What are the FICO Credit Score Ranges?

What are the FICO Credit Score Ranges?

Understanding your FICO credit score can help you do all sorts of important things: buy a house, finance a car, or get a loan to cover other expenses. But FICO scores can vary greatly and sometimes, your range can be more important than the number itself.

This is because lenders know that your score is constantly changing. In fact, it’s only produced each type your score is called for so it can change up to the moment.

Let’s take a look at FICO’s ranges, the most recent additions, and what you can do to pump your score up a bit.

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What are FICO’s ranges?

POOR FAIR GOOD VERY GOOD EXCELLENT
FICO SCORE 8 300-559 580-669 670-739 740-799 800-850

This is pretty straightforward – the higher your score, the better off you are. You’ll be able to get a better interest rate and have access to more products that are reserved for capable borrowers with good scores.

FICO’s credit scoring model has gone through many iterations – the one above is FICO Score 8. The latest is FICO Score 9 – many lenders, especially mortgage lenders, are reticent to change something they know works so they haven’t upgraded as yet.

Still, others may use an older model or completely different model altogether, like VantageScore. Your lender may also use their own proprietary methodology based on the FICO model as it’s the foundation.

It’s important to note that not all lenders fit squarely into these strata. You may find your lender telling you that your 810 credit score is just “good” not “excellent.” Don’t get upset – they have to provide you with the report and score they used but they could be producing their own material.

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Industry-specific FICO Ranges

FICO also produces a number of FICO scores for specific industries. It stands to reason that an individual could be totally able to purchase a $35,000 vehicle but not a $350,000 home.

Industry-specific scores take different factors into account. For example, the FICO Auto Score will more heavily weight factors that affect a consumer’s ability to repay an auto loan. These specifics aren’t released but we can deduce that an auto score will take into account paycheck and whether you rent or own your home, as well as other debt obligations.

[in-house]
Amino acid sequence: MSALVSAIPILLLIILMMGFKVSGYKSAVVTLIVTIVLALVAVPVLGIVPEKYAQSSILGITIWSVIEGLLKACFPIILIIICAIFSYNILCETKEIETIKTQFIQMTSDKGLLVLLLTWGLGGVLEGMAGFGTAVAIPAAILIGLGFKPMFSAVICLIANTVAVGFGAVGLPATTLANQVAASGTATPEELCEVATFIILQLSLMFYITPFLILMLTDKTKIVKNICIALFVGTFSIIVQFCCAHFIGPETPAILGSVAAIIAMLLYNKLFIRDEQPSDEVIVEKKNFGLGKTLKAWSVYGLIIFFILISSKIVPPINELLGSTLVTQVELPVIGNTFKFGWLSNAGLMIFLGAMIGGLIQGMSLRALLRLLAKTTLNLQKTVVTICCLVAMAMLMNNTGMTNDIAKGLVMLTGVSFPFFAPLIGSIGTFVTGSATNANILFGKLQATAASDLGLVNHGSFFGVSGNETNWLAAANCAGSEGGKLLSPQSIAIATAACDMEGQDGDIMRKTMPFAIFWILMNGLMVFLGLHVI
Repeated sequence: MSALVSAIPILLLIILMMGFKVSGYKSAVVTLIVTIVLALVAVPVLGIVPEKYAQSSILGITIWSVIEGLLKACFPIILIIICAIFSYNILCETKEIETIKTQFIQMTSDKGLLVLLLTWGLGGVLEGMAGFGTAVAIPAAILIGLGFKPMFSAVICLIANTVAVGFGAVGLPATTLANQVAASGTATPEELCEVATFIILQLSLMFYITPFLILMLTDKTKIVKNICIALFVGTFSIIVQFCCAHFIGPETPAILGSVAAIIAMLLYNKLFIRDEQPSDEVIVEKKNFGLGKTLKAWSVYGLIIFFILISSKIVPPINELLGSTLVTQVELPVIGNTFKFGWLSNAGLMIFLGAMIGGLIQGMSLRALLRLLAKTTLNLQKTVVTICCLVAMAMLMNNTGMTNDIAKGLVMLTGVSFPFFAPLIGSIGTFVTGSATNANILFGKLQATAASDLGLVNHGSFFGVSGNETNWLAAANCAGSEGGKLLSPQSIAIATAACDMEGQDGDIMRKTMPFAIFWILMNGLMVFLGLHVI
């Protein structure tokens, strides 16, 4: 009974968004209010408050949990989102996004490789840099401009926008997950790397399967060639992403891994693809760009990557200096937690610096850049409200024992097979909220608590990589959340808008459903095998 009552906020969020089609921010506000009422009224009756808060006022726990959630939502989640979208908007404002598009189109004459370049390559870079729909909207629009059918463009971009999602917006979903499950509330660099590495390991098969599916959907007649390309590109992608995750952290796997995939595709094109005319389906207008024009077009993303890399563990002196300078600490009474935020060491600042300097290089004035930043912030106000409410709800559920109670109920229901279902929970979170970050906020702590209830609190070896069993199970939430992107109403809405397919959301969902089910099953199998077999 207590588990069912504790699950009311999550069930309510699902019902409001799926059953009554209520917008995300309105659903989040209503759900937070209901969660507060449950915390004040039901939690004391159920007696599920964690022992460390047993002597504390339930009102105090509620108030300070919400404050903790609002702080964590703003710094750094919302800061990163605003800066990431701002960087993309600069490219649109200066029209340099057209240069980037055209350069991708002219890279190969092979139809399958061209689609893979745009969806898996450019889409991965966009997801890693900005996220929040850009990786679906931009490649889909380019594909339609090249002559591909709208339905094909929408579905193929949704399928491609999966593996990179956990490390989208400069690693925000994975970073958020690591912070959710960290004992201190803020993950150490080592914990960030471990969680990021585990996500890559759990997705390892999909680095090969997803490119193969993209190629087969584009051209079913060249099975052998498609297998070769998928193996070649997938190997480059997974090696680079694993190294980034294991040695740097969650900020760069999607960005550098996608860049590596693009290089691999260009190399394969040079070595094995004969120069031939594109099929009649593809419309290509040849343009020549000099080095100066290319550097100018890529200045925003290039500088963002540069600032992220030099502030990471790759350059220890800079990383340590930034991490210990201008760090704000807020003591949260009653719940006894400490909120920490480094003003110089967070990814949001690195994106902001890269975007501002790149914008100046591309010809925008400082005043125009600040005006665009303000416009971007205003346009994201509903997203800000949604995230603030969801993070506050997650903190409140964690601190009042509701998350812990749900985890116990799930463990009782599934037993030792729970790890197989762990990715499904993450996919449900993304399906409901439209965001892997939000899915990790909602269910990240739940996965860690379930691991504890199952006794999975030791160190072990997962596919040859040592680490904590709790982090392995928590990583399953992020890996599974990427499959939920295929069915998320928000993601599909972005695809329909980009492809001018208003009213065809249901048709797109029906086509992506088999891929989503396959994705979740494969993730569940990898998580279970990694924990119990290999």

The range of these scores is slightly large, going from 250 to 900.

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I know my range…is it good?

That massively depends. The definition of good will depend on the lender and the type of loan you’re getting. Remember that different lenders have different criteria and different types of loans have different requirements.

You may be a perfect fit for a bank’s credit card but not their auto loan product. This is because their credit standards for credit cards are different than that of their auto products.

Your credit score is important and maintaining your credit file in good order is critical. However, many lenders weigh other things higher.

For example, your debt to income ratio is an extremely good indicator of your ability to repay a loan. Lenders will total up the debt you have and compare it to your income. The lower the ratio the better, meaning you have more monthly capital to put toward new debt.

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So what can I do?

There are several easy ways to stay in a good FICO credit score range.

First, make on-time payments. This is the single best way to ensure your score goes up. Paying on time shows lenders that you are responsible.

Second, use a small portion of your total overall credit. This shows lenders that you are planning and not getting overly leveraged.

Finally, make larger payments that the minimums, if possible. This will help you use your credit but keep you out of debt.

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Conclusion

Your FICO credit score range can vary from day to day and lender to lender. However, taking a proactive approach to your credit can help you keep your score up and means you’ll be able to meet your financial goals.

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Spenser Smith

About Spenser Smith

Spenser is a finance writer living in Philadelphia, PA where he works for a financial services company, specializing in consumer credit. Spenser holds both a bachelor's and master's degree in economics.

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